“As long you take away any factual elements, and treat the film for what it is, a fun, fictional thriller – it’s hard not to quite like it…”
If there is one piece of advice I can give regarding the release of Anonymous – is to ignore the promotional campaign. The matter of exposing Shakespeare as a fraud is merely a side-note in an otherwise enjoyable political thriller.
The film seems to be building up quite a stir ahead of its release, with its controversial theory causing debate amongst the Shakespearian faithful. Purists may disagree, other’s are not so sure – as Anonymous claims that all of William Shakespeare’s plays were in fact written by Edward De Vere, Earl of Oxford.
However, despite the rather successful PR campaign, in a sense it can prove quite damaging to the production, taking away the spotlight from a host of impressive performances, and a gripping tale.
De Vere (Rhys Ifans) is a misunderstood poet, whom despite possessing a love for the arts, is in a position where such adoration and involvement is frowned upon, particularly by Queen Elizabeth’s (Vanessa Redgrave) advisor William Cecil (David Thewlis).
Therefore, despite possessing an unnaturally gifted talent for playwriting, the Earl of Oxford tries to persuade fellow writer Ben Jonson (Sebastian Armesto) to be his alias and pretend that the plays are his own. However, when Jonson rejects the offer, a young, clumsy actor by the name of William Shakespeare (Rafe Spall) takes up the offer – and thus gains incredible success with the Earl’s work.
In the meantime, there is the Essex Rebellion against the Queen, as well as romantic complications surrounding the Earl of Oxford and the Elizabeth – depicted in flashbacks, where Jamie Campbell Bower and Joely Richardson portray the younger lovers.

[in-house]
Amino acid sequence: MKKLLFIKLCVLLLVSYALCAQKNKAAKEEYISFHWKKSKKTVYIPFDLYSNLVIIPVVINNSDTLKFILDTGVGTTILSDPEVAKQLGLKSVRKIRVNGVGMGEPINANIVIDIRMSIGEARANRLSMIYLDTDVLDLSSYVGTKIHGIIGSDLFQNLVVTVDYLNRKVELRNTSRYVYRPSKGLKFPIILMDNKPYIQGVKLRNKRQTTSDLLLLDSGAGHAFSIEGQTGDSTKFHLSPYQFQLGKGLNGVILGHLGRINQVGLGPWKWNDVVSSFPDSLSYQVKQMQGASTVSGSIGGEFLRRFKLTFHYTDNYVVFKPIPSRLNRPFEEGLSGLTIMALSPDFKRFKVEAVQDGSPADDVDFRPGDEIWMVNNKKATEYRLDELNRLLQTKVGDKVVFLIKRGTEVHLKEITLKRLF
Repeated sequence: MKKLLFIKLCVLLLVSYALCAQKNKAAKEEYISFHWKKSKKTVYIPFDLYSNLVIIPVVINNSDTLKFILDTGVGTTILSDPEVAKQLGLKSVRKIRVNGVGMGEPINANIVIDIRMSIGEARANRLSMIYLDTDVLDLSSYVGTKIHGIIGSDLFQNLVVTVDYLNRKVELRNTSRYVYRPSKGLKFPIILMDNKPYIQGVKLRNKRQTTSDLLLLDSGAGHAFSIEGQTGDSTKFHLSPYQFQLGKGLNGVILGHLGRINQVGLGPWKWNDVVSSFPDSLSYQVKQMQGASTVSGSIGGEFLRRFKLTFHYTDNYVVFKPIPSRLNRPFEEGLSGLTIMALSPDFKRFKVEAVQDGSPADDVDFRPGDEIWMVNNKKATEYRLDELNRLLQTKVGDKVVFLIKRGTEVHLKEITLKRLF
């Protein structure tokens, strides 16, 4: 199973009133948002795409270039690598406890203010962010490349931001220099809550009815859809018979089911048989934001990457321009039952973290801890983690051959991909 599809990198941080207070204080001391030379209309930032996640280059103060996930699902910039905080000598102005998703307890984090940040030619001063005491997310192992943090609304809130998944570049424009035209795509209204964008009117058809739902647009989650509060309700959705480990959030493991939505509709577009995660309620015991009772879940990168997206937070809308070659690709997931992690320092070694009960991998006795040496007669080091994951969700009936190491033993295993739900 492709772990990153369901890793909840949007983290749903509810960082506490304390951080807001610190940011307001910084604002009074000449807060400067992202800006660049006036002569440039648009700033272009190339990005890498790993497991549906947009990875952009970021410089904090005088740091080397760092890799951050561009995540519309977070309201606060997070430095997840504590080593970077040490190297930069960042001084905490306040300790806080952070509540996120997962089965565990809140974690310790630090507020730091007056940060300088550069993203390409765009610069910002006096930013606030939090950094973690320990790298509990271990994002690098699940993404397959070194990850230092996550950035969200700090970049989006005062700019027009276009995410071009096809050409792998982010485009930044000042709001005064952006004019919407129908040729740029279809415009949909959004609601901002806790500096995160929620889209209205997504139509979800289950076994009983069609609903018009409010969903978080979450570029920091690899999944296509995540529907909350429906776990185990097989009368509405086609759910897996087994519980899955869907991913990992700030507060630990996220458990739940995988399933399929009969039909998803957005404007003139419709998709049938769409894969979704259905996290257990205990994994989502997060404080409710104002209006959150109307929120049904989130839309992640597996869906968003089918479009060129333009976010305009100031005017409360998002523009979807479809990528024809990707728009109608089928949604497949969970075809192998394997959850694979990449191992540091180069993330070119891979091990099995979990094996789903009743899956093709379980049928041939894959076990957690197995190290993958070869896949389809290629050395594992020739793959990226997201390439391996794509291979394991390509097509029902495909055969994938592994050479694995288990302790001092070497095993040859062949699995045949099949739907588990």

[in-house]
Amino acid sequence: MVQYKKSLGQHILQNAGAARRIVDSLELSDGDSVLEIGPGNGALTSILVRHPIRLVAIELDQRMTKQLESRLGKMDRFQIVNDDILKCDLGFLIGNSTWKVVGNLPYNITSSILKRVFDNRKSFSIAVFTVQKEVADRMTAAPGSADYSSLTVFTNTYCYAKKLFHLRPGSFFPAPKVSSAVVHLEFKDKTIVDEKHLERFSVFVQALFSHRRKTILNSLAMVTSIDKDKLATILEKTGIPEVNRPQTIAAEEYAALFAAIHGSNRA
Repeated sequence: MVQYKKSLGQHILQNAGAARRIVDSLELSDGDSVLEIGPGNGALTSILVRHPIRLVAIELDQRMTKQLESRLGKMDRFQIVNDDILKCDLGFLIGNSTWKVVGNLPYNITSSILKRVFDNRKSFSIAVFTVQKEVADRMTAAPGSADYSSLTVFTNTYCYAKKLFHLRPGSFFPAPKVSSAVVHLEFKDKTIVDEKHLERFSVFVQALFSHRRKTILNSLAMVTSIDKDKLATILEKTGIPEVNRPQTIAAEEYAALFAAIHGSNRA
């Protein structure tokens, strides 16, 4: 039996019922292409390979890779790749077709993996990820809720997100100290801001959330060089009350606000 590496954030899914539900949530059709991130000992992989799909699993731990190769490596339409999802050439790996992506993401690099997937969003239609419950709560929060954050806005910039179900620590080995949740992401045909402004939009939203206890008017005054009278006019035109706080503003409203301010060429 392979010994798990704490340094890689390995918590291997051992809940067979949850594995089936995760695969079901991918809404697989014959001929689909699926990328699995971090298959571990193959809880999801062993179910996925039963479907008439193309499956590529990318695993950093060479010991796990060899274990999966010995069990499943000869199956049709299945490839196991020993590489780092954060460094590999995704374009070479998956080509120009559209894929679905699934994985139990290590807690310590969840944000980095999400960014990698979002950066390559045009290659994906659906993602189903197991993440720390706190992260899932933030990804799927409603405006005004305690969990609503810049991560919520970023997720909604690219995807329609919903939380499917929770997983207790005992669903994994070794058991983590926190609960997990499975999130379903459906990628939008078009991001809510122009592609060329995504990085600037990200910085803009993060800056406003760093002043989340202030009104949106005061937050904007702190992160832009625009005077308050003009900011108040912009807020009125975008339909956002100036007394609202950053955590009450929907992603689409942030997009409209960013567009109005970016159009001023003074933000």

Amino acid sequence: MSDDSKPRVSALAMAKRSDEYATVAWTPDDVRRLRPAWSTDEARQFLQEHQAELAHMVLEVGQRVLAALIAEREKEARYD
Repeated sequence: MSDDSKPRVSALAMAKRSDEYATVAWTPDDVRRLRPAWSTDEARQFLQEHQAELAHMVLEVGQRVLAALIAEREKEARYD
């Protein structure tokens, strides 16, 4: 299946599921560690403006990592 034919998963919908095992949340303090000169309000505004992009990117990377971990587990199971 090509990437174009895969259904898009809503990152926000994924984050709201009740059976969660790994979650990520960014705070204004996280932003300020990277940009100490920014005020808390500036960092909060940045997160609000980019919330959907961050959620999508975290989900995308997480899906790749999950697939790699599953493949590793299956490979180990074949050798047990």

I hold my hands up to feeling quite uneasy with the contentious depiction of the Bard – but the film is not trying to portray a message, or re-write history, but instead use such a story as a backdrop to a fascinating insight into the Monarchy and a tale about love and its restrictions. With a series of mishaps, murders and unexpected pregnancies, it almost becomes an Elizabethan soap opera.
The film certainly had the potential to be absolutely awful – as the idea of a period drama-cum-epic blockbuster, set in London in the late 16th century, had me feeling rather sceptical, but due to the credentials of the cast, allowed for the film to be quite compelling and enjoyable.
With actors such as Redgrave and her daughter Richardson, as well as Thewlis and Ifans – there are a host of very talented British actors on show, including cameos from both Mark Rylance and Derek Jacobi, many of whom have performed Shakespeare before, whilst the latter two have become renowned for their services to theatre, in particular the work of Shakespeare. I feel this gives the film validity, almost excusing the quite divisive allegations. I doubt such actors would have taken on the roles had they felt the film is derogatory to Shakespeare’s work.
The film does go on perhaps a little too long however, and at times comes across as being melodramatic. I feel much of this is due to the fact it is directed by Roland Emmerich, thus meaning that the film has an ambitious, epic feel to it. As the man who made Independence Day and 2012, amongst various other blockbuster hits, brings his typically overstating aspects to the feature. This for me was the main blemish, as I feel that it would have improved from being a smaller production, making it a more intimate experience for the viewer.
But as long you take away any factual elements, and treat the film for what it is, a fun, fictional thriller – it’s hard not to quite like it. It bears so many twists and turns, it doesn’t actually feel too far away from being a tragedy from Shakespeare himself. Sorry, I mean the Earl of Oxford..